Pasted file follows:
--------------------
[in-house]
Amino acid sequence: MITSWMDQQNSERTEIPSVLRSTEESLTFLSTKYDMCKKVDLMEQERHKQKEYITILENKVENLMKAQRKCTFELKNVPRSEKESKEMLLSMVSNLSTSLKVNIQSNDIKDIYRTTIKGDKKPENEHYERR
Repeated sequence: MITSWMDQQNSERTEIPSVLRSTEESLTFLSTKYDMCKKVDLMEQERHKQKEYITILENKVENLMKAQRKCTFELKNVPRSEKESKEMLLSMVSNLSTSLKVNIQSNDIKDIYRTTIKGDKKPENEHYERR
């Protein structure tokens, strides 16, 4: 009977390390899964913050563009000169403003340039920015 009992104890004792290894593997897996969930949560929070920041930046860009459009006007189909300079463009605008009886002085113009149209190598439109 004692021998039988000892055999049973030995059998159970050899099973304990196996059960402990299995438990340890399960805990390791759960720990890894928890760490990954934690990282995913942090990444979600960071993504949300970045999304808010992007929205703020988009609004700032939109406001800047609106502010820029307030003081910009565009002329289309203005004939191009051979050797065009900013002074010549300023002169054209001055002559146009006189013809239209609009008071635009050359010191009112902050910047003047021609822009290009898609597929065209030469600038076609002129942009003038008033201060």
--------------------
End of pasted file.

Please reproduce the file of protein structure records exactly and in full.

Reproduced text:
[in-house]
Amino acid sequence: MITSWMDQQNSERTEIPSVLRSTEESLTFLSTKYDMCKKVDLMEQERHKQKEYITILENKVENLMKAQRKCTFELKNVPRSEKESKEMLLSMVSNLSTSLKVNIQSNDIKDIYRTTIKGDKKPENEHYERR
Repeated sequence: MITSWMDQQNSERTEIPSVLRSTEESLTFLSTKYDMCKKVDLMEQERHKQKEYITILENKVENLMKAQRKCTFELKNVPRSEKESKEMLLSMVSNLSTSLKVNIQSNDIKDIYRTTIKGDKKPENEHYERR
């Protein structure tokens, strides 16, 4: 009977390390899964913050563009000169403003340039920015 009992104890004792290894593997897996969930949560929070920041930046860009459009006007189909300079463009605008009886002085113009149209190598439109 004692021998039988000892055999049973030995059998159970050899099973304990196996059960402990299995438990340890399960805990390791759960720990890894928890760490990954934690990282995913942090990444979600960071993504949300970045999304808010992007929205703020988009609004700032939109406001800047609106502010820029307030003081910009565009002329289309203005004939191009051979050797065009900013002074010549300023002169054209001055002559146009006189013809239209609009008071635009050359010191009112902050910047003047021609822009290009898609597929065209030469600038076609002129942009003038008033201060």